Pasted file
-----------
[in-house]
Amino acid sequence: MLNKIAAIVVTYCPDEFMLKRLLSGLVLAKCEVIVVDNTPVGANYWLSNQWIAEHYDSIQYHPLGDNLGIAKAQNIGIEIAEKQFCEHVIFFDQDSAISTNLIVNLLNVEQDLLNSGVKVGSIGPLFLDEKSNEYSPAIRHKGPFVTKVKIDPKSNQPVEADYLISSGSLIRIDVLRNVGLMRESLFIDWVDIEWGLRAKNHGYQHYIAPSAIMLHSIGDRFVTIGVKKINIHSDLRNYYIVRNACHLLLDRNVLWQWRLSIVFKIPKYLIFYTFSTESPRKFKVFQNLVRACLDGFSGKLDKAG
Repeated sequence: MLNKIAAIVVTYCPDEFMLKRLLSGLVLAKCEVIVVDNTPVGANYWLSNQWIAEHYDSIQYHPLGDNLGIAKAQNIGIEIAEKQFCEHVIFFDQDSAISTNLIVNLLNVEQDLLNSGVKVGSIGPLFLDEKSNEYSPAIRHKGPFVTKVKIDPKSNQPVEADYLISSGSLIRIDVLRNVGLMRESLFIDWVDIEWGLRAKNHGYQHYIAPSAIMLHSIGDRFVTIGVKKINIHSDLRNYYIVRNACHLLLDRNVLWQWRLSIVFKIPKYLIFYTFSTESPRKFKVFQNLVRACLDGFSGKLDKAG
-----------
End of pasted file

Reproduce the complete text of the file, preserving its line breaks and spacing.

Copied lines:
[in-house]
Amino acid sequence: MLNKIAAIVVTYCPDEFMLKRLLSGLVLAKCEVIVVDNTPVGANYWLSNQWIAEHYDSIQYHPLGDNLGIAKAQNIGIEIAEKQFCEHVIFFDQDSAISTNLIVNLLNVEQDLLNSGVKVGSIGPLFLDEKSNEYSPAIRHKGPFVTKVKIDPKSNQPVEADYLISSGSLIRIDVLRNVGLMRESLFIDWVDIEWGLRAKNHGYQHYIAPSAIMLHSIGDRFVTIGVKKINIHSDLRNYYIVRNACHLLLDRNVLWQWRLSIVFKIPKYLIFYTFSTESPRKFKVFQNLVRACLDGFSGKLDKAG
Repeated sequence: MLNKIAAIVVTYCPDEFMLKRLLSGLVLAKCEVIVVDNTPVGANYWLSNQWIAEHYDSIQYHPLGDNLGIAKAQNIGIEIAEKQFCEHVIFFDQDSAISTNLIVNLLNVEQDLLNSGVKVGSIGPLFLDEKSNEYSPAIRHKGPFVTKVKIDPKSNQPVEADYLISSGSLIRIDVLRNVGLMRESLFIDWVDIEWGLRAKNHGYQHYIAPSAIMLHSIGDRFVTIGVKKINIHSDLRNYYIVRNACHLLLDRNVLWQWRLSIVFKIPKYLIFYTFSTESPRKFKVFQNLVRACLDGFSGKLDKAG